If you like the sitter, arrange for a "test run" – a chance for both you and the kids to get to know and evaluate the babysitter. For instance, have the sitter watch the kids for an hour or so while you run to the grocery store or do other errands. Then ask yourself and the kids what they thought.

WHN Tip: Before the Sitter Arrives
Remind your children about family safety instructions and appropriate/inappropriate behavior for the family and the babysitter.

Briefing the Babysitter

When your sitter arrives, go over the important information s/he needs while you're out. This might include:

A tour of your home

How to use appliances/electronics (if needed).

Location of emergency exits, smoke detectors, first aid supplies, flashlights and fire extinguishers.

How to activate/deactivate security system.

Where any necessary keys are kept.

Where the emergency information forms are posted (should be near a phone).

Review house rules, routines, homework and instructions about answering the door or phone while you're out.

Read through the Babysitter Info Chart (below) with the sitter.

WHN Tip: Before You Leave
Ask to see the sitter's driver's license (if they have one). Jot down all the pertinent information - name, home address, date of birth - just in case there's an emergency.

Post-Sitter Pow-Wow

After the sitter leaves, talk with your children about the experience. Ask what they did and what they liked/didn't like.

WHN Tip: It's a good idea to have more than one sitter for your children in case your regular sitter is busy.

The Babysitter Info Chart

Before you leave, complete and post this chart in a prominent place; be sure the babysitter and your children know where it is and what's on it. It's long, and while it's certainly not limited to this, you can pick and choose what you'd like to include.

About You

  • Where you will be/can be reached
  • Name, address, and phone number
  • The time you expect to return home
  • First/last names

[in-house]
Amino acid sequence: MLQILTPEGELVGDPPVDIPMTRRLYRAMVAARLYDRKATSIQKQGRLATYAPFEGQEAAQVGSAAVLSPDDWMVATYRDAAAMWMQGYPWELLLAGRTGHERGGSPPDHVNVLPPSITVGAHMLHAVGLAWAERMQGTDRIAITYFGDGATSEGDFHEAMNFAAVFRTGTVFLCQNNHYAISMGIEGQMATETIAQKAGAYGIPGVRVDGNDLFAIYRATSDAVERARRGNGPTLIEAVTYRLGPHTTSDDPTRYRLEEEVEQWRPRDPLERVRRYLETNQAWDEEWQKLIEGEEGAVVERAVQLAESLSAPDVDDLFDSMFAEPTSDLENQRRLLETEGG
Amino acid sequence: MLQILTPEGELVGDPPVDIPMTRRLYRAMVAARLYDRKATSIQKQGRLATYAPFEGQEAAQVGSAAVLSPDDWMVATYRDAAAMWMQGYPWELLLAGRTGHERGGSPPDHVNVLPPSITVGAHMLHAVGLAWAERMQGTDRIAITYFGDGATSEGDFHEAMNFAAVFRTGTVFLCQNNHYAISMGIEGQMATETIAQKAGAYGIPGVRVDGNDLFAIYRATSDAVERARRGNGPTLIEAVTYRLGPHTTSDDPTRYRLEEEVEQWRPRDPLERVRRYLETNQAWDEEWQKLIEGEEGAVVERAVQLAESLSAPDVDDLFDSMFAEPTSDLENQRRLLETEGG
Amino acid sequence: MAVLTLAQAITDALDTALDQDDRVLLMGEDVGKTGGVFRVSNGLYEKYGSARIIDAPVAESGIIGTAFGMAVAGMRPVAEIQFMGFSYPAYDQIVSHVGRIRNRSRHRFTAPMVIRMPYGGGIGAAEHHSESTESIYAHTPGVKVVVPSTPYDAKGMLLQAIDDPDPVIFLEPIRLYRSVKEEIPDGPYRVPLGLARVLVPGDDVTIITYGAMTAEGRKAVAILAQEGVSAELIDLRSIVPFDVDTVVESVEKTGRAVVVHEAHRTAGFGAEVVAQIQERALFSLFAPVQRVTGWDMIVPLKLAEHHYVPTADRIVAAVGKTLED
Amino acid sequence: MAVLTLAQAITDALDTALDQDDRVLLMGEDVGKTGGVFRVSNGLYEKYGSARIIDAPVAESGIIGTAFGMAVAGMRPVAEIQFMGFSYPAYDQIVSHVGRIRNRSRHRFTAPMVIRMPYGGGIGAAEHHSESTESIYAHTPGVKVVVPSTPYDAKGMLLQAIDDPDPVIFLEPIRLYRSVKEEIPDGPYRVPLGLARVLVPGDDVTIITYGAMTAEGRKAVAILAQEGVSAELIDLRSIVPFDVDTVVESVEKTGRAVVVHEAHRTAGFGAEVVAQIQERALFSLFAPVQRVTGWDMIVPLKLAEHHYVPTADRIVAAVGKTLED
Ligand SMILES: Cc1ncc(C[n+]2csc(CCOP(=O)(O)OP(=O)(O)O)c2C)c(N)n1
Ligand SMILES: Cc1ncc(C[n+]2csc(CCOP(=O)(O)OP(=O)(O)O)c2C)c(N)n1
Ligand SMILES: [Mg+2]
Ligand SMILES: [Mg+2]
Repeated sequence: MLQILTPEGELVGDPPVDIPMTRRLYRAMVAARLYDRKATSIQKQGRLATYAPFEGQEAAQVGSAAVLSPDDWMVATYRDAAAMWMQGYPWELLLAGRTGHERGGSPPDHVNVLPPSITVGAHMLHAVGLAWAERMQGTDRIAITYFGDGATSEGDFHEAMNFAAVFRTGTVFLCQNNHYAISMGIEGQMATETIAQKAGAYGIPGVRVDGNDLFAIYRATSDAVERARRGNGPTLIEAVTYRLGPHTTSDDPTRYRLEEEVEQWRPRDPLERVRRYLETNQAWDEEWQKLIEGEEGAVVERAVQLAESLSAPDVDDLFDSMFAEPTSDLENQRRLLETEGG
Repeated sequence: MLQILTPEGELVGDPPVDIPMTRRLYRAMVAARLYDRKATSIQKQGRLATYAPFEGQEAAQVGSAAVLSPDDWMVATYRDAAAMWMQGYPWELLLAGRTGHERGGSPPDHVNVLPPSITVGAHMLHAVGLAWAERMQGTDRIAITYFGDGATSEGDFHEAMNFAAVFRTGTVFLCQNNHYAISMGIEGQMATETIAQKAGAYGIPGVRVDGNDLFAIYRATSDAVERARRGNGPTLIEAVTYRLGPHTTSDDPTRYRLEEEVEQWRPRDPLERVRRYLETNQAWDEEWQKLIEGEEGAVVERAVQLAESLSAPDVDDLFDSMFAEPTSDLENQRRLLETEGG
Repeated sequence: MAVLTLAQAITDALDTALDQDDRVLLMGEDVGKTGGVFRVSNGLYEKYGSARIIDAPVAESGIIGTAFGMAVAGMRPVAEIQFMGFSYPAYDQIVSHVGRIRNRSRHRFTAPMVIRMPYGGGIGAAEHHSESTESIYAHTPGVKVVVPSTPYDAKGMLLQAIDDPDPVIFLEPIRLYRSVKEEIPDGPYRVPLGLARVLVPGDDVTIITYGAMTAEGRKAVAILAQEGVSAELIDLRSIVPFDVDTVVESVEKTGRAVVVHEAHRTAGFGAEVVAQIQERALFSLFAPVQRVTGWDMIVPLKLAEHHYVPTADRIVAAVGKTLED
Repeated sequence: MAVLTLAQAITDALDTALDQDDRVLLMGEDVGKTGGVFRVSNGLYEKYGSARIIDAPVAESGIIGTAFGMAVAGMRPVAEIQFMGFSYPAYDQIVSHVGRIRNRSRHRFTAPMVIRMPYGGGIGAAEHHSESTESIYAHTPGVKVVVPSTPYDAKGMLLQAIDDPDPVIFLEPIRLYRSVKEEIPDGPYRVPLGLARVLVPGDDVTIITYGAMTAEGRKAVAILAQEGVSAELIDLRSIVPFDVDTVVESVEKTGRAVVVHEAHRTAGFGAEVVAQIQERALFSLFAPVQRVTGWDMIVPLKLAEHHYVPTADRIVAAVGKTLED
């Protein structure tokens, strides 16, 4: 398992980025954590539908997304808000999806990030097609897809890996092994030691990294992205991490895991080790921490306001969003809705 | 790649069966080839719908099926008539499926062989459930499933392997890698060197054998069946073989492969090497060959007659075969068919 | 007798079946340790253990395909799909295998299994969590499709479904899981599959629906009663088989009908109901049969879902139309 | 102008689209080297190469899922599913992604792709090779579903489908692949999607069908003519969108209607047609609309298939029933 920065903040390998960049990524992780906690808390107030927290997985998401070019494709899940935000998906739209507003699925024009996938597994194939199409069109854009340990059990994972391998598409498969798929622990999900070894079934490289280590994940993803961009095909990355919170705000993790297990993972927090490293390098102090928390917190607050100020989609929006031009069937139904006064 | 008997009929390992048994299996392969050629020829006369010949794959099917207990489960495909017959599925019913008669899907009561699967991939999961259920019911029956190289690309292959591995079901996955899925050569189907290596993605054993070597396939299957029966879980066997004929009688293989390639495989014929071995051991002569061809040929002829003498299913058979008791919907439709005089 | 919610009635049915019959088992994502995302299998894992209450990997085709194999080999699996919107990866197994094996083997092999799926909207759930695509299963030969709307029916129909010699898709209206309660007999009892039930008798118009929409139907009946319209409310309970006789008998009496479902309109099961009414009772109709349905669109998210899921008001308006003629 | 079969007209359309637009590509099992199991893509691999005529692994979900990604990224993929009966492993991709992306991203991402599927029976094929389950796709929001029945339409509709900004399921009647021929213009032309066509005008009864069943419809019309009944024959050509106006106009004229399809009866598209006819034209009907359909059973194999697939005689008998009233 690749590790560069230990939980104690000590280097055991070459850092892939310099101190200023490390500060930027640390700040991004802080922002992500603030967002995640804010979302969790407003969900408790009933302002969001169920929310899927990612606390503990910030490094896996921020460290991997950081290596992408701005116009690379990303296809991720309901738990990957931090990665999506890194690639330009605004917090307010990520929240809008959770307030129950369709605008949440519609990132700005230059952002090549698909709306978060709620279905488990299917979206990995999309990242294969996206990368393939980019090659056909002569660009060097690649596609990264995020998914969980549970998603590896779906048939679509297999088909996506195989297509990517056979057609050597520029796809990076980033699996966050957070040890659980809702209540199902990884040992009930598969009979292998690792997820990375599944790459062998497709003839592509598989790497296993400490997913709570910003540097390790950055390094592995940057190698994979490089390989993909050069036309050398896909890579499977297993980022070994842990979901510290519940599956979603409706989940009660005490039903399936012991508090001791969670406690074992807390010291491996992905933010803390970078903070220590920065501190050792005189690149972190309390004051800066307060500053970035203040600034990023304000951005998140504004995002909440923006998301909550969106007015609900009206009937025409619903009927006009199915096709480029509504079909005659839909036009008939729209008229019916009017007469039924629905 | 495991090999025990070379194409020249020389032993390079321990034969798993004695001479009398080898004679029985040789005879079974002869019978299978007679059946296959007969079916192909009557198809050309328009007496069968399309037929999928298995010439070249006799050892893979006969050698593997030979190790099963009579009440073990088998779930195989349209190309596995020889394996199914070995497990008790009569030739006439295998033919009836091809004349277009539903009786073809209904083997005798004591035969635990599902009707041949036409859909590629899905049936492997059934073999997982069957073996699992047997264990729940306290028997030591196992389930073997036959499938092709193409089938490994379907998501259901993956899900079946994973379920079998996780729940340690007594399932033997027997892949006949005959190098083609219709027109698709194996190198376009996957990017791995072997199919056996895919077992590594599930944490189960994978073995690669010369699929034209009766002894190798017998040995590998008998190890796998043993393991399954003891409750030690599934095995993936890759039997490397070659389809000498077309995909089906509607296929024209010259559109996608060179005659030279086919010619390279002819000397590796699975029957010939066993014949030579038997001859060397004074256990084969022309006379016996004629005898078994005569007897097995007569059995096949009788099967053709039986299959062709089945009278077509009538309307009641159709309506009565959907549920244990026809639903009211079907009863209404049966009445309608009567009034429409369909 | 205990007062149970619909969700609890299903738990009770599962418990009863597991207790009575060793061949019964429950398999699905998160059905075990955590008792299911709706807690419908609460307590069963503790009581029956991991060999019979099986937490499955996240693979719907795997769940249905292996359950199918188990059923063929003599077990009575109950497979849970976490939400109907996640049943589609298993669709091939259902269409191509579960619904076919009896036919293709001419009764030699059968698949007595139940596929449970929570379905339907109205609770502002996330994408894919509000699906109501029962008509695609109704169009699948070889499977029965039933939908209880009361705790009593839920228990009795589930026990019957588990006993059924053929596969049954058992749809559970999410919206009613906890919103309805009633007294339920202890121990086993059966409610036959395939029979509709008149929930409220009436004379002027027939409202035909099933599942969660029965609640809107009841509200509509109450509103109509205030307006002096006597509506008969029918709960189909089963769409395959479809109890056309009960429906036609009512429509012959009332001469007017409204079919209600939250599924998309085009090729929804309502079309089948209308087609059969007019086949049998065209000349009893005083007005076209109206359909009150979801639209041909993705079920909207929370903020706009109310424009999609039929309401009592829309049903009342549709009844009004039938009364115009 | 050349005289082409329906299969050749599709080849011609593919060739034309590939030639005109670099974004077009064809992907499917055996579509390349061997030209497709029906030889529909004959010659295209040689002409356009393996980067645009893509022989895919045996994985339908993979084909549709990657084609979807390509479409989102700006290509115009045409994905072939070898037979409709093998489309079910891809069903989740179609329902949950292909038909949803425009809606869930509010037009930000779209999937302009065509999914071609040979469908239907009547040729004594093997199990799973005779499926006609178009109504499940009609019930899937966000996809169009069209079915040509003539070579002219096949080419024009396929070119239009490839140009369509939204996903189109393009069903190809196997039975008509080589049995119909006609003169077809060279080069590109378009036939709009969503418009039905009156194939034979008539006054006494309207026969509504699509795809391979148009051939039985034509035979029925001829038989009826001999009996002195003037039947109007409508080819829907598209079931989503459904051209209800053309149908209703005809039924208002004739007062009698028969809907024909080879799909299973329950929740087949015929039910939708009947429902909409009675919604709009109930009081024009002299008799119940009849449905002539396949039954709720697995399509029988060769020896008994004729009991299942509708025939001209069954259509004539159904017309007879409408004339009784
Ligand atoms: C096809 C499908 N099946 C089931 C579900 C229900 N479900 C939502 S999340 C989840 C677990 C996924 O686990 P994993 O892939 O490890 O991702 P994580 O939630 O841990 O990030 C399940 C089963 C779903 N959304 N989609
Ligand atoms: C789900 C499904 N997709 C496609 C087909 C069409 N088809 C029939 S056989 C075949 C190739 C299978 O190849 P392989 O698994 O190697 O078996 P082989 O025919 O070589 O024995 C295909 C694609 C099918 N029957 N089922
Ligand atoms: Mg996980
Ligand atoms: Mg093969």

• Home address
  • Home phone number
  • Each parent's cell phone number

About Your Children

  • Names
  • Ages
  • Birth dates
  • Height, weight, hair and eye color (Why? In case children get lost)
  • Children's cell phone numbers (if needed)
  • Medication(s) the child takes, the name of the med, time last given, time next dose due, dosage to give
  • Allergies: food, drug, other (such as cats), any special medical information for reactions.

In Case Of Emergency

  • Emergency numbers: doctors, pediatrician, police and fire departments, poison control 1 (800) 222-1222.
  • Nearest intersections/directions to the house (Why? In case it's necessary to give directions to emergency services)
  • Neighbors: Name and phone number (in case of emergency)

House Rules

List the most important house rules for the sitter and the children. For example:

  • Whether guests/friends are allowed
  • The guidelines for telephone/computer/IM use
  • Approved TV shows, snacks, activities
  • Bedtime routine for each child: night lights, bed time, before-bed customs
Other Life Pages
Child CareChoosing a Babysitter

We researched the subject, interviewed babysitters, babysitting agencies, the American Red Cross and moms and dads about finding a good babysitter. Here are their top pieces of advice.

 Read More
Choosing a Nanny

We researched, spoke with nannies, nanny placement agencies and parents who use nannies to find the best advice to start you off on your search for your own Mary Poppins.

 Read More
Evaluating Your Child-Care Provider

Once you've selected a child-care provider, follow these suggestions to ensure it's the right choice for you and your child.

 Read More
Finding Affordable Child Care

Finding affordable child care isn't easy. Here is a "starter" list of resources and tips to help you on your search.

 Read More
Recommended Adult-to-Child Child-Care Ratios

Too much or just right? Here's the recommended ratio of caregiver-to-child.

 Read More